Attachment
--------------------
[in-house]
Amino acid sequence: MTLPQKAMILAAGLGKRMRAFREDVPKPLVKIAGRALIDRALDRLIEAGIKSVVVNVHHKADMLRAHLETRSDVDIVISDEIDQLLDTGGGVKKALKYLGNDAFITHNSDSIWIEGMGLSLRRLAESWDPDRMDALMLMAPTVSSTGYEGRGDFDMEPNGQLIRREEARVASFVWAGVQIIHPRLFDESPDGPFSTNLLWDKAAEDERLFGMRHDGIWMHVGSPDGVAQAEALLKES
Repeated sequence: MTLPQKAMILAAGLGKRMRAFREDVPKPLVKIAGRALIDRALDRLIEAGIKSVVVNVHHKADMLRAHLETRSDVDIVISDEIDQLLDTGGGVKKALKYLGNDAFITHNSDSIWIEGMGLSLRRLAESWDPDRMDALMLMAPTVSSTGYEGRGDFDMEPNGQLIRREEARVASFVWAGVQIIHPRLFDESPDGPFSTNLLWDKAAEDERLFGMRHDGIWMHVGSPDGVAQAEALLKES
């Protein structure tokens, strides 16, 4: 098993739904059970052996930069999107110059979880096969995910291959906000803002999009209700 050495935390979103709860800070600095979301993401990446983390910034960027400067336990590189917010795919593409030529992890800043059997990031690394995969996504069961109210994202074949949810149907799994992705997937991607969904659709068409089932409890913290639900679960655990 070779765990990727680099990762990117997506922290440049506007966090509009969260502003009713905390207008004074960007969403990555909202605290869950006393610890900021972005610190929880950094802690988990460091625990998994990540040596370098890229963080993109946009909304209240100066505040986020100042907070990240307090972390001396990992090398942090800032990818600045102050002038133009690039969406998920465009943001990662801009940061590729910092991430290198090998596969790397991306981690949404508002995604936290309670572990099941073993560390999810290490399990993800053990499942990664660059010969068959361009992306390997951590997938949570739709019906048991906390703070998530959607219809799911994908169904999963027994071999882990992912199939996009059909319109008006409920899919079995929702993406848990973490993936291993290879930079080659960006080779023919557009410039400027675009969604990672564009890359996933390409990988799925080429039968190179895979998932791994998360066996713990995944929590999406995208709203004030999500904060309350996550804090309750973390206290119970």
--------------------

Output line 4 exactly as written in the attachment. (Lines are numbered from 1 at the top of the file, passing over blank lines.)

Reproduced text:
């Protein structure tokens, strides 16, 4: 098993739904059970052996930069999107110059979880096969995910291959906000803002999009209700 050495935390979103709860800070600095979301993401990446983390910034960027400067336990590189917010795919593409030529992890800043059997990031690394995969996504069961109210994202074949949810149907799994992705997937991607969904659709068409089932409890913290639900679960655990 070779765990990727680099990762990117997506922290440049506007966090509009969260502003009713905390207008004074960007969403990555909202605290869950006393610890900021972005610190929880950094802690988990460091625990998994990540040596370098890229963080993109946009909304209240100066505040986020100042907070990240307090972390001396990992090398942090800032990818600045102050002038133009690039969406998920465009943001990662801009940061590729910092991430290198090998596969790397991306981690949404508002995604936290309670572990099941073993560390999810290490399990993800053990499942990664660059010969068959361009992306390997951590997938949570739709019906048991906390703070998530959607219809799911994908169904999963027994071999882990992912199939996009059909319109008006409920899919079995929702993406848990973490993936291993290879930079080659960006080779023919557009410039400027675009969604990672564009890359996933390409990988799925080429039968190179895979998932791994998360066996713990995944929590999406995208709203004030999500904060309350996550804090309750973390206290119970």